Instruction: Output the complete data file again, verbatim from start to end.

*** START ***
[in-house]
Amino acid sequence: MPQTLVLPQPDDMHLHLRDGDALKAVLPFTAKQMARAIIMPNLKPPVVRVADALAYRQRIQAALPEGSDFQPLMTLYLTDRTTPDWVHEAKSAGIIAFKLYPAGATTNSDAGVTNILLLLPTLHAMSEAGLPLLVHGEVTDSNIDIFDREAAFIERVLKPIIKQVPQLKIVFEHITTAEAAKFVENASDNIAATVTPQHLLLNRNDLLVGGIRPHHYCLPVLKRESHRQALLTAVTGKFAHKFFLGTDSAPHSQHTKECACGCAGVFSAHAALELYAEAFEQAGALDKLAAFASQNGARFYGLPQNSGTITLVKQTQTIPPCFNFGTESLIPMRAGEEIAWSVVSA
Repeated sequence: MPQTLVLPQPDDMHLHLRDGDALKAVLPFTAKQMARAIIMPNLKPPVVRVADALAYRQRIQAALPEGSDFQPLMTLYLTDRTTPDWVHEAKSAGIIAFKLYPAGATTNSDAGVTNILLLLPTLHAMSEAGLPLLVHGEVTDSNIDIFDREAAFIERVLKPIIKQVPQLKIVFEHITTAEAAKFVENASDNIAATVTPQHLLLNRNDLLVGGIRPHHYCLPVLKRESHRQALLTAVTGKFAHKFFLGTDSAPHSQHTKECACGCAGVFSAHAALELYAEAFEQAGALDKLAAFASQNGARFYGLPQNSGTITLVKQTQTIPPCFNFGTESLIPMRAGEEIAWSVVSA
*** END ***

[in-house]
Amino acid sequence: MPQTLVLPQPDDMHLHLRDGDALKAVLPFTAKQMARAIIMPNLKPPVVRVADALAYRQRIQAALPEGSDFQPLMTLYLTDRTTPDWVHEAKSAGIIAFKLYPAGATTNSDAGVTNILLLLPTLHAMSEAGLPLLVHGEVTDSNIDIFDREAAFIERVLKPIIKQVPQLKIVFEHITTAEAAKFVENASDNIAATVTPQHLLLNRNDLLVGGIRPHHYCLPVLKRESHRQALLTAVTGKFAHKFFLGTDSAPHSQHTKECACGCAGVFSAHAALELYAEAFEQAGALDKLAAFASQNGARFYGLPQNSGTITLVKQTQTIPPCFNFGTESLIPMRAGEEIAWSVVSA
Repeated sequence: MPQTLVLPQPDDMHLHLRDGDALKAVLPFTAKQMARAIIMPNLKPPVVRVADALAYRQRIQAALPEGSDFQPLMTLYLTDRTTPDWVHEAKSAGIIAFKLYPAGATTNSDAGVTNILLLLPTLHAMSEAGLPLLVHGEVTDSNIDIFDREAAFIERVLKPIIKQVPQLKIVFEHITTAEAAKFVENASDNIAATVTPQHLLLNRNDLLVGGIRPHHYCLPVLKRESHRQALLTAVTGKFAHKFFLGTDSAPHSQHTKECACGCAGVFSAHAALELYAEAFEQAGALDKLAAFASQNGARFYGLPQNSGTITLVKQTQTIPPCFNFGTESLIPMRAGEEIAWSVVSA